1: Gelige, traumatische zielsverrukking by Grey AuraRelease date: July 12, 2017
Let me start by gently pointing out that Grey Aura is not a band to take the easy way anywhere. Their new release, titled 1: Gelige, traumatische zielsverrukking is a bit hard to translate to English, so I’ll just not bother. It’s been three years since the band dropped their full length and the complexity of this project seems to be even bigger than before.
So let me try to ease you into this. Band member Ruben Wijlacker is writing a novel, which will be titled De Protodood in Zwarte Haren (The Proto-dead in Black Hair). This record is the first of four that will make up the full length to accompany this. The story that will be written is steeped in the artistic nihilism of the early 20th century. Key names are Malevich, De Stijl and a search for spirituality. This record deals with the first chapter of that novel for which you’ll have to wait a bit longer. Let’s suffice that it features a journey to the Toledo Cathedral to witness the work by El Greco there, during the journey of the protagonist to his hometown in Spain.
Falu de Cádiz is an actual flamenco singer, living in the Netherlands, and his voice opens the record. It sounds broken and frail, but with an internal force of storytelling. This introduces the song ‘Martinete’ to the listener. A whirling sound wave, with the drums hidden under a gale of sound. Grey Aura is trying to move away from any sort of comfort zone with their unorthodox sound, trying to blend in storytelling, jazz and… yes, flamenco by guitarist Tjebbe Broek. Now, before you think that this is something way out there, just let yourself be swept away by this band with dazzling bursts of music, but also eerie silences where it all dwindles down. There is no easy listening on this record, not simply riding the static guitar waves. This is hard work, but with a peculiar beauty to it on ‘Rookslierten, flessen’.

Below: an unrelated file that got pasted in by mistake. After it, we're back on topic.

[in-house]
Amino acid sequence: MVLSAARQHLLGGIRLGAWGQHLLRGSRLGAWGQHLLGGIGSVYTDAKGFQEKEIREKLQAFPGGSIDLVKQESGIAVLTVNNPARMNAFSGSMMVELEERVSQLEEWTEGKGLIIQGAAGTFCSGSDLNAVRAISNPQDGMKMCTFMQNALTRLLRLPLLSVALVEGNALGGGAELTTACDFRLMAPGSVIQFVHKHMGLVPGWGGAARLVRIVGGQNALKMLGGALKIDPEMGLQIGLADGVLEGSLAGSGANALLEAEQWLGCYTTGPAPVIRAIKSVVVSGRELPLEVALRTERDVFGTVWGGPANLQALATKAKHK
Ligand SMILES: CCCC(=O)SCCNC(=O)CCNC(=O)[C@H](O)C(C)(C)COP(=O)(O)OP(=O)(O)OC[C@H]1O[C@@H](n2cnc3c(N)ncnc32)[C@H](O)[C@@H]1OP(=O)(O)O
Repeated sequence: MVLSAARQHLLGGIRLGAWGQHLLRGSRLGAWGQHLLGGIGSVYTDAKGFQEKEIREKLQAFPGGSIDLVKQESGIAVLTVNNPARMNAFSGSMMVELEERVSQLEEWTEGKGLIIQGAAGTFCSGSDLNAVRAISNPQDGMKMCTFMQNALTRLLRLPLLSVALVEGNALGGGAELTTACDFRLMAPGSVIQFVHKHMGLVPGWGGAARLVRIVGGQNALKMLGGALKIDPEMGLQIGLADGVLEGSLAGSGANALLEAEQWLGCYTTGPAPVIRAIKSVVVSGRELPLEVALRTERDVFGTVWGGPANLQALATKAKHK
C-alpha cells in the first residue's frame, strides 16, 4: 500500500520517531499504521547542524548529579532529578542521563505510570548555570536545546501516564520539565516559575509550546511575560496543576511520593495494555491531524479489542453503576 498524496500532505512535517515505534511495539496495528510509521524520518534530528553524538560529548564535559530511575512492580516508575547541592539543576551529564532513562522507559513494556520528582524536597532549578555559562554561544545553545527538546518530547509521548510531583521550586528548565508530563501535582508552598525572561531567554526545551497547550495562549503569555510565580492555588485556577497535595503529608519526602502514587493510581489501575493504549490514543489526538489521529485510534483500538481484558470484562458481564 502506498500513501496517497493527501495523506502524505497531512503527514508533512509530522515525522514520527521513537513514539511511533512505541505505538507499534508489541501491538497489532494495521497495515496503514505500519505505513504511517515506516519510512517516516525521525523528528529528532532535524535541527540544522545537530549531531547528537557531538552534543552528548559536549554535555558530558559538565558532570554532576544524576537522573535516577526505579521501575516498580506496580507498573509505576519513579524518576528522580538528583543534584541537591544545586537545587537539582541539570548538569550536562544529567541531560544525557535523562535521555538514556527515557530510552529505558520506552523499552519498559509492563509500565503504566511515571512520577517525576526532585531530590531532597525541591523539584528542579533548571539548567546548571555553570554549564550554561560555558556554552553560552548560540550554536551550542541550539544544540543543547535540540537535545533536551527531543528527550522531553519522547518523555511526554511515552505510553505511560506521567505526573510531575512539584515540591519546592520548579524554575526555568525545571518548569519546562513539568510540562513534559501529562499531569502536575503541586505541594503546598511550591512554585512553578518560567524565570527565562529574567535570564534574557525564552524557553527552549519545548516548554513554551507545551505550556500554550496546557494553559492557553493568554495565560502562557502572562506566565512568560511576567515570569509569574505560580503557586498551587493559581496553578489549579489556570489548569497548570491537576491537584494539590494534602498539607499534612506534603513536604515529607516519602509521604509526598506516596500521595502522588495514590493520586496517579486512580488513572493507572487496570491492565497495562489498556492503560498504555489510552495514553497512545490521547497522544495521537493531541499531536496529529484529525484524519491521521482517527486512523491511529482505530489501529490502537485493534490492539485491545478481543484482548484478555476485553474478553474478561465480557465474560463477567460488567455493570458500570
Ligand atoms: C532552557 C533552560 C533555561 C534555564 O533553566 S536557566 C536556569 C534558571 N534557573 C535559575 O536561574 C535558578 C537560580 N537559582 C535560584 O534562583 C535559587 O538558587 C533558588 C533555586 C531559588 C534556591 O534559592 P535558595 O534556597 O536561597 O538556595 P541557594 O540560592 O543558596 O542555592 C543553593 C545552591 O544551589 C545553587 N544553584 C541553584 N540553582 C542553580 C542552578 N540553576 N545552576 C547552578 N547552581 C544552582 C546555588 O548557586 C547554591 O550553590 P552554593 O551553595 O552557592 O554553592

And yes, it gets uncomfortable really fast on this first release, when you suddenly find yourself listening to Spanish speaking for a moment and then again being dragged along into the next section of the story on ‘Het Schuimspoor van de Ramp’. A strange, dark dance rhythm progresses at the end of the song. It has something carnavalesque to it, something dark and foreboding. Here the band reminds me a little of Vulture Industries in their eclectic uniqueness. We follow the story on ‘Dialoog & Improvisatie: Ontmoeting met het roofdier’. Droning guitar tones sound, when a dialogue starts in Spanish, between the traveller and a lady. From there on the music becomes dense, slow and heavy. Gradually the sound builds up to a highly atmospheric bit of black metal with a raw and unadorned feel to it. This tune is pretty much the highlight of the album and shows Grey Aura on their best with a track that is just a bit of the beaten path, blending postrock-y atmosphere with black metal ferocity.
But then we get to ‘El Greco in Toledo’, a tribute to the artist El Greco who is also in the long list of inspiring artists for this record. The climactic song takes up a galloping pace and hears the vocalists roaring and puffing out their chests in grandiose finality. The sound is big, it really conveys a bit of that Spanish pride. The guitars feel like a grand gesture and the shouted vocals are an act of defiance, truly here is where the band shines at the end of their story. There’s a nice bit of flamenco outro after that.
I’m pretty sure that some listeners will find this record, including the whole backstory, to be a tad bit pretentious. Truth be told, this project does seem to be quite something special and I’m curious how this band will manage to pull it off. Still, if you listen to the music alone then there is plenty to be found and enjoyed in there without you needing to have an arts degree. Just let the flow of sound take you away.